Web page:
Another top-notch month with the net worth climbing 3.3% to $391,109. I have actually added over $50k to the net worth in four months. Miraculous numbers, but do not want to get overexcited. Yes, it is motivating, but the emotions will be in stark contrast if (when) I have to test my nerves during a bear market. Below are the numbers for November.

As you can see from the spreadsheet, adding $5k/month to savings definitely results in more positive months (green) than negative (red)!

TOTAL NET WORTH = $391,109

  • Taxable (Stocks + Cash) = $274,597
  • Superannuation = $116,512


Since I first found out about FIRE in early to mid-2015, my rather ambitious intention was to have done most of the legwork sometime between 2020 and 2022. The tentative goal is now July 2021 (40th birthday, and receive my bonus in March and vested shares in May each year…. So this seemed reasonable). This means I am really only 6 month away from the mid-point of my journey. If I can have my net worth figure close to $500k by that stage then I will be more than happy.

Monthly Income (Net)

  • Salary ($7,574)
  • Superannuation ($1,610)

Stocks = $256,913 (+$13,697)        

A lot of messing about this month. I have taken a change of direction and altered my strategy, quite extensively in fact. There are a number of significant benefits (and drawbacks) to investing in Australia, and they can significantly shorten ones time to reach FIRE. One of these benefits is dividends and the associated franking credits attached. If a company pays a dividend of 4% and has already payed the corporate tax of 30%, the investor is not double-taxed and receives a “tax credit” of 30%. This effectively (in the 4% dividend example) results in a gross up dividend of 5.7%. Wow, 5.7%? Of course, in your accumulation years you are still being taxed at your income tax rate, which can be high for those on high incomes (such as myself). However once you reach FIRE you may be paying very little, or even no, tax.

Drawbacks? Australia has a very concentrated index, and makes up a small fraction of global equities. Is it therefore important to have a portion of one’s portfolio dedicated to international equities? Probably. How much? That would be up to you. But having researched this quite extensively in recent times, I have come to the conclusion that a larger portion of my portfolio should be dedicated to Australia, and not through ETFs. Through Listed Investment Companies (or “LICs”). These LICs have a number of benefits over ETFs (such as VAS, which I subsequently have a large portion of). Some of these include full franking (100%) and smoother dividends.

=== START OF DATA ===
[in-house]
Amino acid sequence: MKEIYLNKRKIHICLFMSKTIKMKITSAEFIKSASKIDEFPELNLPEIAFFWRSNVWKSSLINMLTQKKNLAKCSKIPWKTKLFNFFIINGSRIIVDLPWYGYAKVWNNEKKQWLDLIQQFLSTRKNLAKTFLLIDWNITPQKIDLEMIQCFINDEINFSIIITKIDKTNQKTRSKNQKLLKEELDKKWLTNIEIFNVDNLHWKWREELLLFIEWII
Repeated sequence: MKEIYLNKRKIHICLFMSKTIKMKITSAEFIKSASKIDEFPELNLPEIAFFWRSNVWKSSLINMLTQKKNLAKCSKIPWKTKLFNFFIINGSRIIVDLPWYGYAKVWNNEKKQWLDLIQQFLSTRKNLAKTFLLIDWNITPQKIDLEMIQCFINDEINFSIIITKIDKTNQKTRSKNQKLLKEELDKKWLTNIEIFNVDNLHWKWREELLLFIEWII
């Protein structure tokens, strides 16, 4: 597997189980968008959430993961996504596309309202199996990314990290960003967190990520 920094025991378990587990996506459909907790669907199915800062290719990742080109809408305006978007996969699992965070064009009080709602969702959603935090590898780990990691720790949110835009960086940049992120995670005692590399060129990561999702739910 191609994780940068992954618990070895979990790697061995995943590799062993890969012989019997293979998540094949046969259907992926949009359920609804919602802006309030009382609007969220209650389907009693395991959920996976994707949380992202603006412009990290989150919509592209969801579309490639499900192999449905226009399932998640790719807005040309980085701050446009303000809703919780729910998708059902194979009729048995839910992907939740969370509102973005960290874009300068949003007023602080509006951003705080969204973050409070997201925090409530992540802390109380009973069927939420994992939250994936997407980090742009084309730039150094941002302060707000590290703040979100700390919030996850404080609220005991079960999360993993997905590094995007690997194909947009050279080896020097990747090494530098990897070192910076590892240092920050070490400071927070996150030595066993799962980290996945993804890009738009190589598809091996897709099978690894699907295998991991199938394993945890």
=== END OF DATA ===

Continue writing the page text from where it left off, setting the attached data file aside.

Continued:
Suffice to say it would require a much longer article to cover the full benefits of LICs, as well as the rationale for LIC selection and building a portfolio of LICs. So for the time being let’s just say I’ve settled on an approximate allocation of 20% dedicated to international (through ETFs), 20% “small-cap” Australian LICs (MIR, and perhaps try to add QVE when it’s share price is closer to NAV), and 60% to “large-cap” LICs (AFI, ARG, BKI, MLT).

After selling off a portion of my international ETFs (CGT anyone?), I have started building up my Australian LICs.

Cash = $17,684 (-$5,285)

Used a bit of my cash allocation for more stocks this month.

Superannuation = $112,312 (+$5,851)

Expenses = $2,566

Managed to keep expenses on the lower side this month, with no nasty surprises. My “monthly income” based on 4% of taxable net worth is $915. Average monthly expenses for the year are sitting at $3,355. This is larger than last year but reasonable. I am set for spending of just over $40k, which I can live with. The main reason for this was an expensive three weeks on the (expensive for US) west coast (San Francisco, Portland, Seattle).

Savings Rate = 66.1%

I am now averaging 59.9% for the year. Despite Christmas, I am optimistic of reaching my goal of 60% for 2017.

There we have it. Finishing 2017 on a high. My goals for 2018 are around solidifying my new strategy of building a portfolio of stable income investments, and adding to this periodically ($5k/month plus any additional funds through company bonuses).